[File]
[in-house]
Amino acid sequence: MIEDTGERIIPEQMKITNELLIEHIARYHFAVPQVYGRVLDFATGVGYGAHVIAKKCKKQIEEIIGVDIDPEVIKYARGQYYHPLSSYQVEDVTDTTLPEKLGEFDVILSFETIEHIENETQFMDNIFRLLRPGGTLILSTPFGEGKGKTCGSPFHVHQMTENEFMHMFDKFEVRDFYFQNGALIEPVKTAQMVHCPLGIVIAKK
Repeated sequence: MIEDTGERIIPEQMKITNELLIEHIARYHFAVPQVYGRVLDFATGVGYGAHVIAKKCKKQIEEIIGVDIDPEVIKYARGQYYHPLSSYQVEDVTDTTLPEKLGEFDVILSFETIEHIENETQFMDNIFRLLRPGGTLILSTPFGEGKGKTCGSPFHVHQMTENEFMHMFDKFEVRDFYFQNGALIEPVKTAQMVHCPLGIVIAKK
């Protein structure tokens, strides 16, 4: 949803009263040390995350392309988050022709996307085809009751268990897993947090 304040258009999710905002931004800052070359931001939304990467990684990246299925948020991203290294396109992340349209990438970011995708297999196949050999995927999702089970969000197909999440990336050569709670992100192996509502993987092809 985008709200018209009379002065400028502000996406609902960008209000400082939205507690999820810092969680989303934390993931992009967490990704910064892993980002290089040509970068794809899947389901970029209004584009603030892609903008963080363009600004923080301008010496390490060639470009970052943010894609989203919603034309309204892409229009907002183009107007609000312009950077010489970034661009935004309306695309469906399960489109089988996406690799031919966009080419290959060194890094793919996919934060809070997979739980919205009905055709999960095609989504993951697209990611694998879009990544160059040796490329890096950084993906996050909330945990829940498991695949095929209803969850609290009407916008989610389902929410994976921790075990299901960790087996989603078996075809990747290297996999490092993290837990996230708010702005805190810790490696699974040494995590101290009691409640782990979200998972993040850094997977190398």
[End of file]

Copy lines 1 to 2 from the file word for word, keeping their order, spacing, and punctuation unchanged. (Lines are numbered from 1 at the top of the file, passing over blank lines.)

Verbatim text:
[in-house]
Amino acid sequence: MIEDTGERIIPEQMKITNELLIEHIARYHFAVPQVYGRVLDFATGVGYGAHVIAKKCKKQIEEIIGVDIDPEVIKYARGQYYHPLSSYQVEDVTDTTLPEKLGEFDVILSFETIEHIENETQFMDNIFRLLRPGGTLILSTPFGEGKGKTCGSPFHVHQMTENEFMHMFDKFEVRDFYFQNGALIEPVKTAQMVHCPLGIVIAKK